Frontier Justice: Bass Reeves, Deputy U.S. Marshal
Bass Reeves was an ex-slave who’d spent most of the Civil War hiding in Indian Territory, during which time he learned five Native American languages. After the war, Federal Judge Isaac Parker hired Reeves as a deputy U.S. marshal, one of the first African-American deputy marshals west of the Mississippi. Reeves never learned to read or write English, so he would have someone read arrest warrants, he would remember the contents, and use disguises and trickery often to apprehend fugitives. During a 32-year career, he brought in over 3,000 fugitives, becoming one of the most famous deputy U.S. marshals in American history.
Legend has it that Reeves was the western figure that the TV character ‘The Lone Ranger’ was modeled after, because on occasion he would use Indian acquaintances from Indian Territory to assist him in tracking down wanted men and women.
About the author:
Charles Ray has been writing fiction since his teens. He is the author of the Al Pennyback mystery series and the Buffalo Soldier historical/western series. He is also the author of other works of fiction and non-fiction, including books for children and four books on leadership and management. In addition to writing, he is a photographer and artist, and was editorial cartoonist for a North Carolina weekly during the 1970s. His photographs have been featured in magazines in the U.S. and Asia, and his humorous cartoons have appeared in Ebony, Eagle and Swan, and other national magazines.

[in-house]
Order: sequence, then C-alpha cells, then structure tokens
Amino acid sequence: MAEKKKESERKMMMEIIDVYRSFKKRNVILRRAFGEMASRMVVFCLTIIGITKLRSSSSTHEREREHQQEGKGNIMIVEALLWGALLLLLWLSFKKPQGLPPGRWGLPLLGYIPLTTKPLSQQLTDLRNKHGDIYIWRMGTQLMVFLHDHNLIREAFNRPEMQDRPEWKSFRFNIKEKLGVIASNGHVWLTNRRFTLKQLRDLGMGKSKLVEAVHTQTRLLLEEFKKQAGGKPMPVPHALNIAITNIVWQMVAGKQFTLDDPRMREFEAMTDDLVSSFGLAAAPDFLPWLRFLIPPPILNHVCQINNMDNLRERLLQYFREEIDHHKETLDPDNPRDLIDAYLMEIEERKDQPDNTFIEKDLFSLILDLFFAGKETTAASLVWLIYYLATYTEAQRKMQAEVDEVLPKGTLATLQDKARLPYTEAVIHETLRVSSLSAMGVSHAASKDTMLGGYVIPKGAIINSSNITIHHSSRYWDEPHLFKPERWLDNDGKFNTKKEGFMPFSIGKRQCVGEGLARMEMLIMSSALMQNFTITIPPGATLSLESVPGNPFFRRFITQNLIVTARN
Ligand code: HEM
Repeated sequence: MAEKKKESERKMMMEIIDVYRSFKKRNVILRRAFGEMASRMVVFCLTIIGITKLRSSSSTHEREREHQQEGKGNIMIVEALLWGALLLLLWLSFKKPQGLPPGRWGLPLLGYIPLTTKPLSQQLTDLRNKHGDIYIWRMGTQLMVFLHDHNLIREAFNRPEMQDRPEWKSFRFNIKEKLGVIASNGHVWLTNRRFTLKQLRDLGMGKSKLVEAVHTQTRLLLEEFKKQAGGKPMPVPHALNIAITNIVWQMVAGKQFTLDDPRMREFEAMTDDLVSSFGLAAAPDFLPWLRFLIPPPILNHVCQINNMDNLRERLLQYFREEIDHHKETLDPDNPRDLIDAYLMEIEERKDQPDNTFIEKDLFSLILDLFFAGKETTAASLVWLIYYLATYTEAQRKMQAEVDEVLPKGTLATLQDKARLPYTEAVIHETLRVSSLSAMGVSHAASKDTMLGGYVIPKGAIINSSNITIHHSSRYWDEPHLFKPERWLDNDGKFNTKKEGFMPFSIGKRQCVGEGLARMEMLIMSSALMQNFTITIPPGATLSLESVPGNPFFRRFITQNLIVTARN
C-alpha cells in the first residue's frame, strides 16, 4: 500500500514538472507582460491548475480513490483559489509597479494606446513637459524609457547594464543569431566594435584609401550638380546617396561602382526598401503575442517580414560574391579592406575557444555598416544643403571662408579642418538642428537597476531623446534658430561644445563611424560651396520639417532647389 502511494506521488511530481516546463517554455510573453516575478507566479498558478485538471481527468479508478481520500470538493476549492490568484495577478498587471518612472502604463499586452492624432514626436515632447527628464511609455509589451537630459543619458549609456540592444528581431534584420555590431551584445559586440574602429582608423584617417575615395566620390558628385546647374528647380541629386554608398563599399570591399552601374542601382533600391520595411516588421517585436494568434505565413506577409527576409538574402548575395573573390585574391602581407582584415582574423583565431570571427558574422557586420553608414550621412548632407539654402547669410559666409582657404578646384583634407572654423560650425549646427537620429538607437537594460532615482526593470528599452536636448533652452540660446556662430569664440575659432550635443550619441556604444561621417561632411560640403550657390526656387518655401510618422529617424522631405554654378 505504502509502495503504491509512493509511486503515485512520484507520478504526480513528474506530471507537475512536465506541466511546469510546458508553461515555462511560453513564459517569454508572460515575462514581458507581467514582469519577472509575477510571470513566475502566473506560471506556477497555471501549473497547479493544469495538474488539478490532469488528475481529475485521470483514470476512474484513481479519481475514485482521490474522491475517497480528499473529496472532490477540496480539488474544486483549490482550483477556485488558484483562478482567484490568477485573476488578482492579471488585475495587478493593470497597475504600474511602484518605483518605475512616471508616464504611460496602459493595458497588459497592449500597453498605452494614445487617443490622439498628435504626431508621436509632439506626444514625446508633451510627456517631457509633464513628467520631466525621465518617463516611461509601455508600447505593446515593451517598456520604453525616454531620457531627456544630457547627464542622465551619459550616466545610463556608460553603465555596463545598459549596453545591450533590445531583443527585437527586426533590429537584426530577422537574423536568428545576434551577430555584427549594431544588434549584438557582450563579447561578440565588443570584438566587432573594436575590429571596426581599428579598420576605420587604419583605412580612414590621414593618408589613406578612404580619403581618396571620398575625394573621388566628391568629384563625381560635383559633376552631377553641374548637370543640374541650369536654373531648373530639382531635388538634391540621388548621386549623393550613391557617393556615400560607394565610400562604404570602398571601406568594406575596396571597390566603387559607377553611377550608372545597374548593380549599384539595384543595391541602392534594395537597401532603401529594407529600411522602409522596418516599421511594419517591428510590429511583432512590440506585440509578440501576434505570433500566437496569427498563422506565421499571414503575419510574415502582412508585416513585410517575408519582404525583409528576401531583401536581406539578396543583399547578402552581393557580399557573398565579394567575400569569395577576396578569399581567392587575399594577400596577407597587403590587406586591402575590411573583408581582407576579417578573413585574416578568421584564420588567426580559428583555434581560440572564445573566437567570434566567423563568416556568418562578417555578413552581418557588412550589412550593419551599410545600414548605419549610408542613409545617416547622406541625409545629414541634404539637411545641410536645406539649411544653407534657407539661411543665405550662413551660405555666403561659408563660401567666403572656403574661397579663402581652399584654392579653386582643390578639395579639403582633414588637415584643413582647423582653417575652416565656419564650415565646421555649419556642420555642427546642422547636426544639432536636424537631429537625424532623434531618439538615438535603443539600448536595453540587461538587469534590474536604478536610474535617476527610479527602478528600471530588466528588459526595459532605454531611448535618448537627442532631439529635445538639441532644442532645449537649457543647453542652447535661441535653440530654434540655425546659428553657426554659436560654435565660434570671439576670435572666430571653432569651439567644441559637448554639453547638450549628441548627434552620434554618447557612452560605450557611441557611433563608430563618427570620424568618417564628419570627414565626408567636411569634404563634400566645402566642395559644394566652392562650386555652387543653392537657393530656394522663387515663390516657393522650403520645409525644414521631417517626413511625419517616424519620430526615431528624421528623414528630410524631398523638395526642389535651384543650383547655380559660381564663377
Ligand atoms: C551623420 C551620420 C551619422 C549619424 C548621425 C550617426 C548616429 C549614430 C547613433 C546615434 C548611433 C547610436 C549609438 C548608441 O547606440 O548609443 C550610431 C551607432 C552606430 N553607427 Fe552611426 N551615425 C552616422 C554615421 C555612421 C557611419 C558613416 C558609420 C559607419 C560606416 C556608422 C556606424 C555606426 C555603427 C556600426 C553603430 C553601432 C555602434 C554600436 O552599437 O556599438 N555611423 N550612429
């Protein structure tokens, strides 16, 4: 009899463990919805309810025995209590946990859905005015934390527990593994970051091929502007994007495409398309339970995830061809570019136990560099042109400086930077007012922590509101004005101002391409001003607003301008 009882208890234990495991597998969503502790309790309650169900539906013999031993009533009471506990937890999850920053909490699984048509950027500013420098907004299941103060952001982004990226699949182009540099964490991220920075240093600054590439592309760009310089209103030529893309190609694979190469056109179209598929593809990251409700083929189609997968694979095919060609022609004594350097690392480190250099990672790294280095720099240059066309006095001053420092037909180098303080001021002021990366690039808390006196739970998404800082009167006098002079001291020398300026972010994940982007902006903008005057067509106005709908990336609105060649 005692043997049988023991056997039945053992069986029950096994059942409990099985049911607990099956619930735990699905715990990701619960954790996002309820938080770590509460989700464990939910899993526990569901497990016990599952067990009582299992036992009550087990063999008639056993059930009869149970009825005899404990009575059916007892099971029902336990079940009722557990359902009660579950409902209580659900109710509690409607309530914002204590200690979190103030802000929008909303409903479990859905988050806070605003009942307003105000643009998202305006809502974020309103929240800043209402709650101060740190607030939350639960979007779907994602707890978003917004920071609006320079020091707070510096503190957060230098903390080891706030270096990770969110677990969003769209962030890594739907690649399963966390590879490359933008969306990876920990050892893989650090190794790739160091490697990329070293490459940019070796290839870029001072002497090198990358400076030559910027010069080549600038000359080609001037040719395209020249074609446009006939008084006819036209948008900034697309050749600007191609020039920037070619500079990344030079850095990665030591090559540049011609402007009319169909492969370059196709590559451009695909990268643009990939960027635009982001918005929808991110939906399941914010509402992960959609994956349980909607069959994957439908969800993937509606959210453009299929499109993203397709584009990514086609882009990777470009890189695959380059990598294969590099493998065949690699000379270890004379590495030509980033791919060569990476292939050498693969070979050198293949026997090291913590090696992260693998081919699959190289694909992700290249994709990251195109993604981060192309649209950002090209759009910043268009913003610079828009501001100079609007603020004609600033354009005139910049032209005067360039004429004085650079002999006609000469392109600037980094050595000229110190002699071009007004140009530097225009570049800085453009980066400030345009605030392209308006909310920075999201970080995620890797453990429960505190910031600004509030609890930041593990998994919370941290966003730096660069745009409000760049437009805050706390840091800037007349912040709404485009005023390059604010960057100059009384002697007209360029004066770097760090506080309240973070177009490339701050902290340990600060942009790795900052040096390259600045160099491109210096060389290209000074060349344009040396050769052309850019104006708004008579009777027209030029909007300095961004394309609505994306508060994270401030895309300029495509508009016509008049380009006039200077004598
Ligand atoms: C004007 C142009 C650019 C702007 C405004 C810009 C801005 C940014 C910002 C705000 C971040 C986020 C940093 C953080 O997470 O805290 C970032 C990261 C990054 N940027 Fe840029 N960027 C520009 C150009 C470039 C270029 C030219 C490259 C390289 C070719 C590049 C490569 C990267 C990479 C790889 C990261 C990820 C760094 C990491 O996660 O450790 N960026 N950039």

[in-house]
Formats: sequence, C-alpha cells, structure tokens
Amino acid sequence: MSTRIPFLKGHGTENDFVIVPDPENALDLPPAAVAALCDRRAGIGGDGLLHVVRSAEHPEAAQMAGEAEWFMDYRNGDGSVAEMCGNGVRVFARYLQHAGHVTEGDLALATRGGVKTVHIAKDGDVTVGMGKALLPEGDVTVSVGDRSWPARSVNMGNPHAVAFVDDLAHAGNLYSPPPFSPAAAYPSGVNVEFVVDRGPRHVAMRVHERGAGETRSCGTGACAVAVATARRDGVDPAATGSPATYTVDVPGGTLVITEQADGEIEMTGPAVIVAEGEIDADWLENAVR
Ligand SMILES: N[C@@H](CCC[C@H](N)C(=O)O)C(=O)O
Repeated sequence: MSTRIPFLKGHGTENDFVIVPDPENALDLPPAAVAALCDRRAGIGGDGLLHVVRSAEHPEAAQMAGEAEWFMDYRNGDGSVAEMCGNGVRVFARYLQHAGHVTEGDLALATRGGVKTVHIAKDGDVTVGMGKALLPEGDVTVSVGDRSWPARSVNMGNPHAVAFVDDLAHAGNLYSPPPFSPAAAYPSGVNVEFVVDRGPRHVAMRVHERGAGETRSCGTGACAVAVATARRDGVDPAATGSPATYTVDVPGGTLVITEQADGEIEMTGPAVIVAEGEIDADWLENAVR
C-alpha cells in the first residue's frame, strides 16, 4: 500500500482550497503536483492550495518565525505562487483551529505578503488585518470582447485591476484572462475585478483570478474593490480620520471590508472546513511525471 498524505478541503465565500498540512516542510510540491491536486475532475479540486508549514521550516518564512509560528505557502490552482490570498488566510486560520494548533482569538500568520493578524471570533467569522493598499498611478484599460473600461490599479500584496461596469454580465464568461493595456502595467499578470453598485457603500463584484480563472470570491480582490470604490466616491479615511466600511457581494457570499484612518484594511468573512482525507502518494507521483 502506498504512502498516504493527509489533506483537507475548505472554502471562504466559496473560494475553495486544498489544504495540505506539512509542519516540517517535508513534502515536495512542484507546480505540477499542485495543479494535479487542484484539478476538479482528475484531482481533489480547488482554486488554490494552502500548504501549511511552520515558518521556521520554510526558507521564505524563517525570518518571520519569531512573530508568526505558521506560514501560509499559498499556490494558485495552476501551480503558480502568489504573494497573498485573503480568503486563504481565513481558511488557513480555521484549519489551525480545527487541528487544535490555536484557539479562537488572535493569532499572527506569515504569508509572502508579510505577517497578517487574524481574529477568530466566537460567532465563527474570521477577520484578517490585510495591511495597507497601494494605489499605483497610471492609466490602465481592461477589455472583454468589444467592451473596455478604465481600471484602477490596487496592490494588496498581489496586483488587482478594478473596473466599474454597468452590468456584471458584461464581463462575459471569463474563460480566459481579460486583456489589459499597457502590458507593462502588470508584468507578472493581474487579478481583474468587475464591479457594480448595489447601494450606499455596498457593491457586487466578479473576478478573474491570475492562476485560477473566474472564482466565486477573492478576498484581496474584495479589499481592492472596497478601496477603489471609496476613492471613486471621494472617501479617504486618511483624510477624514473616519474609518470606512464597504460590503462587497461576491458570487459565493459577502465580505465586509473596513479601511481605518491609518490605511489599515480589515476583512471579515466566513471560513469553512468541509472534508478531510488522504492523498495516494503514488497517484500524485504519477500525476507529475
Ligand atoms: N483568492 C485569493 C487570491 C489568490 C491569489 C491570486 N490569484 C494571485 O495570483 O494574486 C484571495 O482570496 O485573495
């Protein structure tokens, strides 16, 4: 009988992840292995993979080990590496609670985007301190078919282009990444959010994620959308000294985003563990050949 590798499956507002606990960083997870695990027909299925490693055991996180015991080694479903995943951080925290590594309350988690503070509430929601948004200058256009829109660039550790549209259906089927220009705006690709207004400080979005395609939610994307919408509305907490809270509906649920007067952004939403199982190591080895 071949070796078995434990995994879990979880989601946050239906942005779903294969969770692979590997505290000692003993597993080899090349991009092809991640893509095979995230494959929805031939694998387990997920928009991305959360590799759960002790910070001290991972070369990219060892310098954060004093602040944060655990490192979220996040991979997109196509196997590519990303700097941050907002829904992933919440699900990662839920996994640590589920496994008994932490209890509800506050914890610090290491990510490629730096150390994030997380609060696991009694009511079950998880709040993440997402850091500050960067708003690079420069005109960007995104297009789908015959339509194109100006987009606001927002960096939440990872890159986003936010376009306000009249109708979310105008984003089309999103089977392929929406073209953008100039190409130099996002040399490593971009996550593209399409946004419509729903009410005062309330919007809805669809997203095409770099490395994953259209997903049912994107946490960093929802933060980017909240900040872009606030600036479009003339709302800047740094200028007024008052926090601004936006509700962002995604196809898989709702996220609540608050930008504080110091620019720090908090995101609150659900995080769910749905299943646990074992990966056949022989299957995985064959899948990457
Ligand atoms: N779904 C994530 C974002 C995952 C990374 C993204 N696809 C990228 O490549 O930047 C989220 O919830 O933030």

That a black man born to slavery, Bass Reeves, could do so well for himself and so soon after the emancipation that stemmed from the American Civil War is nothing less than astounding. Some of his success seems almost unbelievable, which makes it just as well that the real life author is every bit as big a picture as the man he portrays. I am sure that Charles and Bass would have got on very well if a time skipped century or so enabled a meeting.
It is impossible to say much without lacing my review with spoilers, though to be honest it is enough to say that this short-novel, or long novella, finishes far too quickly. Lone Ranger, eat your heart out, this is how ‘The West’ was really won.